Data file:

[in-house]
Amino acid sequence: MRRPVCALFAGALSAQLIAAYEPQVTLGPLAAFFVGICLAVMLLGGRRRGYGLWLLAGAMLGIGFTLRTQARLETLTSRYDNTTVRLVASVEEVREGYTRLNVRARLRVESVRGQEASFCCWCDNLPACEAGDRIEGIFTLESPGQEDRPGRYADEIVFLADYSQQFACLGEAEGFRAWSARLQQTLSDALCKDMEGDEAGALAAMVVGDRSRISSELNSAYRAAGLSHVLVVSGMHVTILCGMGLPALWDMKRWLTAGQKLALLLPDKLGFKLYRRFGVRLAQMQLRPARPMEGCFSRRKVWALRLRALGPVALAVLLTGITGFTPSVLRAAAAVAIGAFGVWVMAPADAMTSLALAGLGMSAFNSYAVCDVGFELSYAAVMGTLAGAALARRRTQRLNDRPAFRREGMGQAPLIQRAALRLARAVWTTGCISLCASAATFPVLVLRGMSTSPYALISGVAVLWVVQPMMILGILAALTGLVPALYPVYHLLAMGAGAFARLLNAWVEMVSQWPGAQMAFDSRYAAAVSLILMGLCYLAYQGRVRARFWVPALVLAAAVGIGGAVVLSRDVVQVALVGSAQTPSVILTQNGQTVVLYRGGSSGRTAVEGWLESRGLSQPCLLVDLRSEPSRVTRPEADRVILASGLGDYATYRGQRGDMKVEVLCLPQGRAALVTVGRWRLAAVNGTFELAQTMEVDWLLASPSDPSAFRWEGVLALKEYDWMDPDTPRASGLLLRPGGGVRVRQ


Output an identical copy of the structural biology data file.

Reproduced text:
[in-house]
Amino acid sequence: MRRPVCALFAGALSAQLIAAYEPQVTLGPLAAFFVGICLAVMLLGGRRRGYGLWLLAGAMLGIGFTLRTQARLETLTSRYDNTTVRLVASVEEVREGYTRLNVRARLRVESVRGQEASFCCWCDNLPACEAGDRIEGIFTLESPGQEDRPGRYADEIVFLADYSQQFACLGEAEGFRAWSARLQQTLSDALCKDMEGDEAGALAAMVVGDRSRISSELNSAYRAAGLSHVLVVSGMHVTILCGMGLPALWDMKRWLTAGQKLALLLPDKLGFKLYRRFGVRLAQMQLRPARPMEGCFSRRKVWALRLRALGPVALAVLLTGITGFTPSVLRAAAAVAIGAFGVWVMAPADAMTSLALAGLGMSAFNSYAVCDVGFELSYAAVMGTLAGAALARRRTQRLNDRPAFRREGMGQAPLIQRAALRLARAVWTTGCISLCASAATFPVLVLRGMSTSPYALISGVAVLWVVQPMMILGILAALTGLVPALYPVYHLLAMGAGAFARLLNAWVEMVSQWPGAQMAFDSRYAAAVSLILMGLCYLAYQGRVRARFWVPALVLAAAVGIGGAVVLSRDVVQVALVGSAQTPSVILTQNGQTVVLYRGGSSGRTAVEGWLESRGLSQPCLLVDLRSEPSRVTRPEADRVILASGLGDYATYRGQRGDMKVEVLCLPQGRAALVTVGRWRLAAVNGTFELAQTMEVDWLLASPSDPSAFRWEGVLALKEYDWMDPDTPRASGLLLRPGGGVRVRQ